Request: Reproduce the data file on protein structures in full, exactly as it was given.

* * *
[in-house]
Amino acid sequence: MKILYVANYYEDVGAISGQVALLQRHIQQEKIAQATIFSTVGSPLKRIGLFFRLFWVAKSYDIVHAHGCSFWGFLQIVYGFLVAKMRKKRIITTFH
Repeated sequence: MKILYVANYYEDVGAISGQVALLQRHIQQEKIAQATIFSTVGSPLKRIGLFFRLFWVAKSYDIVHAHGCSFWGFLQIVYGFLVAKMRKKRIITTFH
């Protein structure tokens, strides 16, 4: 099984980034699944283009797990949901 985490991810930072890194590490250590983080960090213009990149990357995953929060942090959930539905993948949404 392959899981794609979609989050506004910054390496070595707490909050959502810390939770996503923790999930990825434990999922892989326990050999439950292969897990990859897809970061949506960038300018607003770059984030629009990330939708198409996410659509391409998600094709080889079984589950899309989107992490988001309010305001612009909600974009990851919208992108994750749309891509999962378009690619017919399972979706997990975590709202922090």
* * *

[in-house]
Amino acid sequence: MKILYVANYYEDVGAISGQVALLQRHIQQEKIAQATIFSTVGSPLKRIGLFFRLFWVAKSYDIVHAHGCSFWGFLQIVYGFLVAKMRKKRIITTFH
Repeated sequence: MKILYVANYYEDVGAISGQVALLQRHIQQEKIAQATIFSTVGSPLKRIGLFFRLFWVAKSYDIVHAHGCSFWGFLQIVYGFLVAKMRKKRIITTFH
């Protein structure tokens, strides 16, 4: 099984980034699944283009797990949901 985490991810930072890194590490250590983080960090213009990149990357995953929060942090959930539905993948949404 392959899981794609979609989050506004910054390496070595707490909050959502810390939770996503923790999930990825434990999922892989326990050999439950292969897990990859897809970061949506960038300018607003770059984030629009990330939708198409996410659509391409998600094709080889079984589950899309989107992490988001309010305001612009909600974009990851919208992108994750749309891509999962378009690619017919399972979706997990975590709202922090």